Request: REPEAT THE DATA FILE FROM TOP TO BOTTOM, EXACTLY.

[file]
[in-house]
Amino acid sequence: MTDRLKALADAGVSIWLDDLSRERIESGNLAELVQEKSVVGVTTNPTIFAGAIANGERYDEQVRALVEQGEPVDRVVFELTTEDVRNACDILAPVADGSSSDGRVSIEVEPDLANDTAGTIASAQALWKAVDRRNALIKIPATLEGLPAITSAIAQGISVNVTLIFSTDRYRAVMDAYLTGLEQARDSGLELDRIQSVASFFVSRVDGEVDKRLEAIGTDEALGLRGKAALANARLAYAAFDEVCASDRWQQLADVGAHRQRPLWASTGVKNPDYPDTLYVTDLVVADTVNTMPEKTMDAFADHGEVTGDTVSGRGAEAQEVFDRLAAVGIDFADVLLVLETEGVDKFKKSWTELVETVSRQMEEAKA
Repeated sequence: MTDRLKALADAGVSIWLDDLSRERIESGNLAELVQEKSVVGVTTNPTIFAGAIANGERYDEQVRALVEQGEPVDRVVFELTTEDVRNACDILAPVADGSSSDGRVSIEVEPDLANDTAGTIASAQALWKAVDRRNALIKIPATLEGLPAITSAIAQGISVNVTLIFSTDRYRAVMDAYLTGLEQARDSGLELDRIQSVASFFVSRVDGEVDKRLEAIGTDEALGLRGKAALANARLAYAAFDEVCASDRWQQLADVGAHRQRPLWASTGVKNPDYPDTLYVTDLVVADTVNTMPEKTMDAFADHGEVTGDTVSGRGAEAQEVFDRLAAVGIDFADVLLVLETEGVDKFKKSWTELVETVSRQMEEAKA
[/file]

[in-house]
Amino acid sequence: MTDRLKALADAGVSIWLDDLSRERIESGNLAELVQEKSVVGVTTNPTIFAGAIANGERYDEQVRALVEQGEPVDRVVFELTTEDVRNACDILAPVADGSSSDGRVSIEVEPDLANDTAGTIASAQALWKAVDRRNALIKIPATLEGLPAITSAIAQGISVNVTLIFSTDRYRAVMDAYLTGLEQARDSGLELDRIQSVASFFVSRVDGEVDKRLEAIGTDEALGLRGKAALANARLAYAAFDEVCASDRWQQLADVGAHRQRPLWASTGVKNPDYPDTLYVTDLVVADTVNTMPEKTMDAFADHGEVTGDTVSGRGAEAQEVFDRLAAVGIDFADVLLVLETEGVDKFKKSWTELVETVSRQMEEAKA
Repeated sequence: MTDRLKALADAGVSIWLDDLSRERIESGNLAELVQEKSVVGVTTNPTIFAGAIANGERYDEQVRALVEQGEPVDRVVFELTTEDVRNACDILAPVADGSSSDGRVSIEVEPDLANDTAGTIASAQALWKAVDRRNALIKIPATLEGLPAITSAIAQGISVNVTLIFSTDRYRAVMDAYLTGLEQARDSGLELDRIQSVASFFVSRVDGEVDKRLEAIGTDEALGLRGKAALANARLAYAAFDEVCASDRWQQLADVGAHRQRPLWASTGVKNPDYPDTLYVTDLVVADTVNTMPEKTMDAFADHGEVTGDTVSGRGAEAQEVFDRLAAVGIDFADVLLVLETEGVDKFKKSWTELVETVSRQMEEAKA